In cyclocross, it's challenging to have one bike that does it all in any race situation. I raced the Cortina in one of the Cross Crusades races held out at Portland International Race Way. What a mud fest! The PIR course was flat but extremely muddy, which should have suited me but didn't. The motor, not the bike, is to blame for the poor performance. However, there are two things that I would changed on the Marin in preparation for this course. First, I would have preferred some mud tires. The stock round Vittorias are fine for dry courses, but ill-suited for muddy courses. The edging performance was awful for this tire especially considering that there were several off camber sections more than 25 meters in length. I would also recommend changing the pie plate off the crank as the big chain ring was simply too big. Marin needs to put a proper cross chain ring on there, such as a 46t vs. the 50t. After providing Marin with my recommendation, they have addressed this issue with the current model. If it was a dry course, the outcome might have been different.
There are a lot of things we appreciated about the Cortina. The group package is really nice. The FSA kit is banging with the carbon crank and seat post. The stock bike comes with a good set of race/ training wheels. The black and copper paint job gets a two thumbs up, as it looks cool without being overtly flashy. The down tube was oversized, making a stiff and stable ride.
We Didn't Like
While the FSA handle bars are nice on the tops, the curvature of the drops is too shallow for my hands. This style of drop would work for individuals with small hands, but not for medium to large sized hands. As mentioned in the Race Performance section, the 50t chain ring selection is not appropriate for a cyclocross race bike. Please put a 46t on the crank. The 44cm chainstays on the Cortina are simply too long. If Marin shortened the chainstays by approximately 2 cm on the Cortina, the overall performance would dramatically increase enabling faster acceleration and quicker cornering.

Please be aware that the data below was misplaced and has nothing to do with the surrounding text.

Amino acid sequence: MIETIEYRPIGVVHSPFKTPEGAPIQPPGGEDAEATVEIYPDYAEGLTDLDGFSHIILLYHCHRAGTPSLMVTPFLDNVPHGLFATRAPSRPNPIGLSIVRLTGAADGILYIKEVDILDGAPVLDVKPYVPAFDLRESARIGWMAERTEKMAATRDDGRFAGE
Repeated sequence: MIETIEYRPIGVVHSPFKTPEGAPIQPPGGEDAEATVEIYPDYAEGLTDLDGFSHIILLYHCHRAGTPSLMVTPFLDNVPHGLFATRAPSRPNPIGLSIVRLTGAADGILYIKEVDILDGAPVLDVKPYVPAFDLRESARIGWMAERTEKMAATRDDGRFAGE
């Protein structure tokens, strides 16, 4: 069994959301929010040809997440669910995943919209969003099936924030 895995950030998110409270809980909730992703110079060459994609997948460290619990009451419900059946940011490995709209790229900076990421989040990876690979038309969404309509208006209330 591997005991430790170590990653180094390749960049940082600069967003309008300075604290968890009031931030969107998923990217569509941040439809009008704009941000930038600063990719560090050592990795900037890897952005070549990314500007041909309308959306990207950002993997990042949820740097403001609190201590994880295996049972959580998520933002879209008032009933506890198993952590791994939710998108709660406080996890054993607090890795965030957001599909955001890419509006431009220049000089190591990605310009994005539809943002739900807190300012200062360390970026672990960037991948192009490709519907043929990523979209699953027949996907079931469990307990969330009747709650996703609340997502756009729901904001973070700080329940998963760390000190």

If you are racing with the Cortina, you will be much happier upgrading the cranks to a 46t. If you have medium to large-sized hands, you will be more comfortable with a different set of FSA bars with an anatomical grip. Next in line would be upgrading to mud tires.
The Final Say
The Marin Cortina is a fine platform for the first-time buyer of a cyclocross bike. It's hard to go wrong with what Marin has produced. Right out of the box, you get a 19.6 lbs. stock bike with a ton of features that need only a few upgrades, which is a great place to start. Any upgrades that you make on it will only make the bike lighter.
Share this Review
- First Impressions
- On the Road
- On the Dirt
- On the Trainer
- Race Performance
(4.333335 cowbells from 3 votes)
Like this bike? Hate it? Cast your vote and tell us why!
- 19.6 lbs, without pedals
- 52, 54, 56, 58, 60
- 6069 Aluminum, Triple butted cyclocross tubeset.
- The fork is bonded carbon. By definition, this means that the visible portion of the fork is carbon fiber and the aluminum steerer tube is bonded to the fork blades. Marin claims that this improves overall ride quality, but the trade off is that the fork is heavier.
- FSA winged Pro Compact, OS-31.8mm Aero
- Avid Shorty 4
- Bottom Bracket
- External BB FSA
- SRAM, Open Glide 1070, 12-27, 10 speed
- SRAM PC-1070
- FSA SLK carbon 50/36
- Front Derailleur
- SRAM Rival
- Rear Derailleur
- SRAM Force
- Orbit C, 11/8", Threadless for Campagnolo System
- Selle Italia XR Light
- FSA SLK, Carbon 27.2mm X 350mm
- SRAM Rival
- FSA OS 150 Threadless with carbon face plate and 31.8mm bar clamp
- Vittoria Cross XG 700X 34c with Kevlar Bead
- Mavic Aksium Race